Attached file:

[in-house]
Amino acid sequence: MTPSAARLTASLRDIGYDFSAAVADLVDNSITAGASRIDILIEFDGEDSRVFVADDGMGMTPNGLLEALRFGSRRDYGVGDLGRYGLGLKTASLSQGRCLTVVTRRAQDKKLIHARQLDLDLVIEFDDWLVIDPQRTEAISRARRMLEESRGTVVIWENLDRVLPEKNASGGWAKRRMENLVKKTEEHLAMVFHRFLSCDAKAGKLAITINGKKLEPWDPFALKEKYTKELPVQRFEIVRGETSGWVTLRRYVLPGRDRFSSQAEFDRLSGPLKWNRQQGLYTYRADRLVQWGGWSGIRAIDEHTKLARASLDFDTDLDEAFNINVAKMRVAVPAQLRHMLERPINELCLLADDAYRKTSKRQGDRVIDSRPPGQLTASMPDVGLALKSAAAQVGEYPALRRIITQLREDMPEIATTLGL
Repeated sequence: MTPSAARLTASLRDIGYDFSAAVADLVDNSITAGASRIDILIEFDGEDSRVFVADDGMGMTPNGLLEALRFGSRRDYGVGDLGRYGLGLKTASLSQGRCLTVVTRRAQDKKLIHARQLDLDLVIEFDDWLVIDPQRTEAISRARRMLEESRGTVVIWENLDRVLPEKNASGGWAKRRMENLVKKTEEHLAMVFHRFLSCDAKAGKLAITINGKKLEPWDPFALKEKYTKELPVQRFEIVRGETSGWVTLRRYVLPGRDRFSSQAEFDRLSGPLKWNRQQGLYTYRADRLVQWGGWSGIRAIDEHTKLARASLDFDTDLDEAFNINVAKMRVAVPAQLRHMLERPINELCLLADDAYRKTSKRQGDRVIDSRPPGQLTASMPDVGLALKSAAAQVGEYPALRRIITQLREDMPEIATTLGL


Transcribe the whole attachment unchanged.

[in-house]
Amino acid sequence: MTPSAARLTASLRDIGYDFSAAVADLVDNSITAGASRIDILIEFDGEDSRVFVADDGMGMTPNGLLEALRFGSRRDYGVGDLGRYGLGLKTASLSQGRCLTVVTRRAQDKKLIHARQLDLDLVIEFDDWLVIDPQRTEAISRARRMLEESRGTVVIWENLDRVLPEKNASGGWAKRRMENLVKKTEEHLAMVFHRFLSCDAKAGKLAITINGKKLEPWDPFALKEKYTKELPVQRFEIVRGETSGWVTLRRYVLPGRDRFSSQAEFDRLSGPLKWNRQQGLYTYRADRLVQWGGWSGIRAIDEHTKLARASLDFDTDLDEAFNINVAKMRVAVPAQLRHMLERPINELCLLADDAYRKTSKRQGDRVIDSRPPGQLTASMPDVGLALKSAAAQVGEYPALRRIITQLREDMPEIATTLGL
Repeated sequence: MTPSAARLTASLRDIGYDFSAAVADLVDNSITAGASRIDILIEFDGEDSRVFVADDGMGMTPNGLLEALRFGSRRDYGVGDLGRYGLGLKTASLSQGRCLTVVTRRAQDKKLIHARQLDLDLVIEFDDWLVIDPQRTEAISRARRMLEESRGTVVIWENLDRVLPEKNASGGWAKRRMENLVKKTEEHLAMVFHRFLSCDAKAGKLAITINGKKLEPWDPFALKEKYTKELPVQRFEIVRGETSGWVTLRRYVLPGRDRFSSQAEFDRLSGPLKWNRQQGLYTYRADRLVQWGGWSGIRAIDEHTKLARASLDFDTDLDEAFNINVAKMRVAVPAQLRHMLERPINELCLLADDAYRKTSKRQGDRVIDSRPPGQLTASMPDVGLALKSAAAQVGEYPALRRIITQLREDMPEIATTLGL